CURRENT MONTHLY DONORS
Join your colleagues today.
The following is a list of our current monthly donors. We are sincerely grateful for their ongoing support.
Helen Akinc - Wake Forest University (Retired)
Terry Allen, MD - Duke University
Valerie Arkoosh, MD - University of Pennsylvania
Karen Bartoletti - Kybele Board Member
Curtis Baysinger, MD - Vanderbilt University
Sarah Bodin - Wake Forest University
Ferne Braveman, MD - Yale School of Medicine
Vicki Clark, MD - Royal Infirmary, Edinburg
Brittany Clyne, MD - Southeast Anesthesiology Consultants
Alaeldin Darwich, MD - NY Presbyterian Hospital
Camille Dunlap - Friend of Kybele
Pamela Flood, MD - University of CA, SF School of Medicine
Ron George, MD - Dalhousie University
Ashraf Habib, MD - Duke University
Amber and Matt Hatch, MD - Wake Forest University
Gillian Hilton, MD - Stanford University
Thomas Ivester, MD - UNC Chapel Hill
Frank James, MD - Wake Forest University (Retired)
Nancy Jenner - Friend of Kybele
Reana Kauser, MD -
Ku-Mie Kim, MD - Loyola University
Shannon Koontz - Piedmont Parent Magazine
Mikki Garris - Novant Health
Ellen Lockhart, MD - Washington Univ. School of Medicine
Virgil Manica, MD - Tufts Medical Center
Richard Month, MD - University of Pennsylvania
Holly Muir, MD - Duke University
Rodney Nash - Novant Health
Yemi Olufolabi, MD - Duke University
Medge Owen, MD - Wake Forest University
Rohit Ramaswamy, PhD - UNC Chapel Hill
Lauren Reavis, RN - Novant Health
Michael Rieker, CRNA - Wake Forest University
Marge Sedensky, MD - Seattle Children's Hospital
Robin Sizemore - Hopscotch Adoptions, Inc.
Richard Smiley, MD - Columbia University
Leigh Stanfield - Wake Forest University
Sebnem Ucer - Ucer Business Services
Whanger, Kimber - WhangDoodles, Inc.
Names listed in BOLD indicate Kybele Board Members.
|Kybele on the Move
UPCOMING TRIPS & EVENTS
MAY 18 - JUNE 1, 2013
SEPTEMBER 21 - OCTOBER 5, 2013
Returning participants may contact Medge Owen
or Yemi Olufolabi to participate.
OCTOBER 5 - 19, 2013
Returning participants may contact Simon Millar
or Gordon Yuill to participate.
SEPTEMBER 14 - SEPTEMBER 21, 2013
Returning participants may contact Ivan Velickovic
or Curtis Baysinger to participate.
OCTOBER 24 - NOVEMBER 3, 2013
Returning participants may contact Marge Sedensky or Dennis Shay to participate.
APRIL 7 - 10
All Africa Anesthesia ConferenceIf you have any questions about upcoming programs,
APRIL 24 - 28
Society for Obstetric Anesthesia and Perinatology Conference (SOAP) in San Juan, Puerto Rico
Kybele Fundraising Dinner and Boat Cruise in
San Juan, Puerto Rico
you may contact Program Coordinator, Lynn Snyder.
Obstetrician Fiona Bryce (standing) and midwife Liz Floyd (mock patient), from Great Britain, conduct simulation training for midwifes in Ghana - January 2013.
Kudos and News Bits
- The following 6 Kybele related scientific abstracts were submitted for review for the 2013 SOAP Conference. We are thrilled that all 6 have been accepted - including one article for the best paper category! Kudos to all the authors.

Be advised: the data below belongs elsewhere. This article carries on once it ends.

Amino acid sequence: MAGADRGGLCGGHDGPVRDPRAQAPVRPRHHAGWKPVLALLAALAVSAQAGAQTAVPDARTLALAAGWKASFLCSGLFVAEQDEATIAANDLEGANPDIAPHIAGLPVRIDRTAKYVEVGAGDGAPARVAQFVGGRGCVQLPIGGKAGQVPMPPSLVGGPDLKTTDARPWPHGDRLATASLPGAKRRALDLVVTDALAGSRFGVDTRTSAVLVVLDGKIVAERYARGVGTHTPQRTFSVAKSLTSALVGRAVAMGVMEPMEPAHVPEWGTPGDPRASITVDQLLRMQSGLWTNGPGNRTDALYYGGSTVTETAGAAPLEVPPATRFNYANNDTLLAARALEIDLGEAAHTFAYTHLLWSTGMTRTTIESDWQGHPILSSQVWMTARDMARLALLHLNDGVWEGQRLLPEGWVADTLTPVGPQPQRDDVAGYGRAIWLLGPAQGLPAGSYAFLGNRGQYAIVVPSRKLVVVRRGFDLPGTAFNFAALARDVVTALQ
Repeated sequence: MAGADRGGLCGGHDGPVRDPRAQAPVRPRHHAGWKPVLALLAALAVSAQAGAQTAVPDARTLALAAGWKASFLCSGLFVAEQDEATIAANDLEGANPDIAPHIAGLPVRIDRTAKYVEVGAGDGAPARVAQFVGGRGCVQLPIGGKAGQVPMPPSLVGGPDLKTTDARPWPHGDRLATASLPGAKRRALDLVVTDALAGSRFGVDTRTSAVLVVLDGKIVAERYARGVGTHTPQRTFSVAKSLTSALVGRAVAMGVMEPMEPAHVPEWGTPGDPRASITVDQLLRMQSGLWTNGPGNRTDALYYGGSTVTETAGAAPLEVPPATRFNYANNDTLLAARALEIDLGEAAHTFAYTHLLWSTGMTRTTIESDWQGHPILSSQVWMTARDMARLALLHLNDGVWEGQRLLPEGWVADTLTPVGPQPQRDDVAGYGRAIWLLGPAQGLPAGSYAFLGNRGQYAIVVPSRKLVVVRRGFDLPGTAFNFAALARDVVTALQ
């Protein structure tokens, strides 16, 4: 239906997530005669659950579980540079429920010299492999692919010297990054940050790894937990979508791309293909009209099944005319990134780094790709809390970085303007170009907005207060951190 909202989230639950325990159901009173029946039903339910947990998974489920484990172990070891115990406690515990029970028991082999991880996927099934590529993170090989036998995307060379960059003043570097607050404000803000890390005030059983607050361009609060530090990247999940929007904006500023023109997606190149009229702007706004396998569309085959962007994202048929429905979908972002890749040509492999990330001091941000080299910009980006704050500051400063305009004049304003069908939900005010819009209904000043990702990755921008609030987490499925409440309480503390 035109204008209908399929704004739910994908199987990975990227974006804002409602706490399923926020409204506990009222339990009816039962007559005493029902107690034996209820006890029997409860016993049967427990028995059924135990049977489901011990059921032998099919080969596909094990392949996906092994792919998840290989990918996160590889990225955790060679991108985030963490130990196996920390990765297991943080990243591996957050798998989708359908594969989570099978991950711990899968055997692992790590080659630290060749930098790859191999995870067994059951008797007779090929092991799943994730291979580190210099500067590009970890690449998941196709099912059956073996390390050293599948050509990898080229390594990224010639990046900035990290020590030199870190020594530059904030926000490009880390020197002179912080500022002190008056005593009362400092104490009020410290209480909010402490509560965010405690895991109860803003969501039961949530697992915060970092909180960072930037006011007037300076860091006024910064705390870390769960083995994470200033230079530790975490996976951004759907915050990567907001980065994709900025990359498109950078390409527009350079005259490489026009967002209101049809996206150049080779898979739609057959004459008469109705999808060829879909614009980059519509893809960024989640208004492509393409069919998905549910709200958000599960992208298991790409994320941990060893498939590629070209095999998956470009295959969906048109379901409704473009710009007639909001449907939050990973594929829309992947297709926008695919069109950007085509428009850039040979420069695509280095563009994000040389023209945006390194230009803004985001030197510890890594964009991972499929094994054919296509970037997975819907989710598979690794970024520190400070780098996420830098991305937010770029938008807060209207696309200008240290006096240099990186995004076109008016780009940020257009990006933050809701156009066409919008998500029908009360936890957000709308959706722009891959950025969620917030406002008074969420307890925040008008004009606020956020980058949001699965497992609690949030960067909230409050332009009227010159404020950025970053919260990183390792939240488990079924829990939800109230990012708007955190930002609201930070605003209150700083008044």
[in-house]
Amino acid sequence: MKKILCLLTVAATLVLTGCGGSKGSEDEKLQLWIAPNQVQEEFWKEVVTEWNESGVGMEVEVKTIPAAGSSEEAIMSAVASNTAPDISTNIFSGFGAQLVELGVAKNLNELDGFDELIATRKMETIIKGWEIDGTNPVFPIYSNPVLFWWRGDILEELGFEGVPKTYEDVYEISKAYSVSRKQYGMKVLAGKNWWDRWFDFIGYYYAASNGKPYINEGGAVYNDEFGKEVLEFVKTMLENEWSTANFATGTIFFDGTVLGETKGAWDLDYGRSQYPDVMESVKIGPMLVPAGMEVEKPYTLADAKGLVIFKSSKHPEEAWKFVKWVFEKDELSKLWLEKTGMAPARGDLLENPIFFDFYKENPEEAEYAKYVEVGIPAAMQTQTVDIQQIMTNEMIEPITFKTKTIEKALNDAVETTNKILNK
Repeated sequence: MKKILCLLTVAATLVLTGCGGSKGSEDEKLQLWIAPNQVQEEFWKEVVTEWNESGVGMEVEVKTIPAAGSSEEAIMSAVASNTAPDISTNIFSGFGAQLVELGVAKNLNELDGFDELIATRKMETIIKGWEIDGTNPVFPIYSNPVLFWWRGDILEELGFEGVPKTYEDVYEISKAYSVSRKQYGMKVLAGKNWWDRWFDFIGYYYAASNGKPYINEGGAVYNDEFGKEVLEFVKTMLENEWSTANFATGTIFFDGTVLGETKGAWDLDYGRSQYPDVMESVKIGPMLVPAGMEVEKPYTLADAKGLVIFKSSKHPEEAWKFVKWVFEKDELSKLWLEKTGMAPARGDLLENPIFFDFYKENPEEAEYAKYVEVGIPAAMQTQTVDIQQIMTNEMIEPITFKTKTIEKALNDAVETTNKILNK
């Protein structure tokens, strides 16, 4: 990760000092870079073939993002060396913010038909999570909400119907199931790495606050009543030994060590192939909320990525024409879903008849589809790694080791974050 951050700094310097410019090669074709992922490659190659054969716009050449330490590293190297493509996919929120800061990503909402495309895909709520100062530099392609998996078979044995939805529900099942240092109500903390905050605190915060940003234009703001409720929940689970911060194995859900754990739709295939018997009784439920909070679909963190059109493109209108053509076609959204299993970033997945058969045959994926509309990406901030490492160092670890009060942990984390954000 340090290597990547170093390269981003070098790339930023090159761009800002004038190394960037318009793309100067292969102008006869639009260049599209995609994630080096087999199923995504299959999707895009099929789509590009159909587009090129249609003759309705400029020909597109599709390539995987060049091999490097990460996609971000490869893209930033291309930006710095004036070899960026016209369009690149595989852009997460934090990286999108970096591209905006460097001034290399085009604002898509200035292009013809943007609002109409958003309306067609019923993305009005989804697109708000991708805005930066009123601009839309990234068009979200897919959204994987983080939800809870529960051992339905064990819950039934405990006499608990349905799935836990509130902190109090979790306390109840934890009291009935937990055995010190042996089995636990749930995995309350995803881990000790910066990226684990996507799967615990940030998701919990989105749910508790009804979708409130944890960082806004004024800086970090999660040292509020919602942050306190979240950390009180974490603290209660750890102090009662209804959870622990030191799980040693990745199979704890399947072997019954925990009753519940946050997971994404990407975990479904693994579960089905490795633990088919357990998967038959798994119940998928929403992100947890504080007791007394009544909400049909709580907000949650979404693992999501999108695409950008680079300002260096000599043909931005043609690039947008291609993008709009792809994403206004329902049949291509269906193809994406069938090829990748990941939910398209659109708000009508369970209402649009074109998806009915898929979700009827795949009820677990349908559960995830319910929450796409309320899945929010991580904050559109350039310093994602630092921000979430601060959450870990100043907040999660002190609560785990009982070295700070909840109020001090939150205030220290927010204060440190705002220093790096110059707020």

- Regional Anesthesia for Caesarean Section in a Serbian Obstetric Hospital Before and After a Collaborative Teaching Program (Poster)
- Measuring Performance of a Continuous Quality Improvement Program Designed to Reduce Maternal Mortality in a Regional Referral Institution in Ghana (Oral Presentation - Best Paper Session)
- Development of Non-Web Based Maternity Database as a Quality Improvement Tool at Ridge Regional Hospital, Ghana (Poster)
- First Nurse Anesthesia Bachelor's Degree Program in Africa: A First on the Continent (Poster)
- The Effect of Resource Improvement on the Decision-to-Delivery and Post-Anesthesia Care Unit Time Intervals in a Low-Resource Setting (Poster - SOAP/Kybele International Outreach Grant)
- Advancing Obstetric Anesthesia Practice in a Tertiary Care Maternity in Romania: The Kybele Experience (Oral Presentation)
- Dr. Medge Owen recently received the Community Service Award from the Winston-Salem Chronicle Newspaper. Click to read article.
- If you would like to nominate a person or person(s) for the Board of Directors or would like more information about Board or Committee Membership, please contact a board or staff member.
We Thank The Following for Their Support
Kybele merchandise is on display at various events in the Winston-Salem, NC area. Contact us if you are interested in purchasing merchandise or have an event that is appropriate for us to display/sell our items.
Board of Directors
Medge Owen, MD
President & Founder
VP Strategy & Newsletter Editor
Margaret Sedensky, MD
VP Program Development
Frank James, MD
Holly Muir, MD
Ronald George, MD
Thomas Ivester, MD
Virgil Manica, MD
Yemi Olufolabi, MD
Rohit Ramaswamy, PhD
Michael Rieker, CRNA
Kybele, Inc. is a non-profit 501(c)3 humanitarian organization dedicated to improving childbirth safety worldwide through educational partnerships. The role of Kybele is to bring professional medical teams into host countries, to work alongside doctors and nurses in their home hospitals, to improve healthcare standards. Kybele volunteers provide hands-on training in medical techniques during the actual care of patients in labor wards and in operating rooms. Kybele volunteers model teamwork and compassion in real life and death situations, sharing knowledge when it matters the most.
www.kybeleworldwide.org | 3524 Yadkinville Road #124 Winston-Salem, NC 27106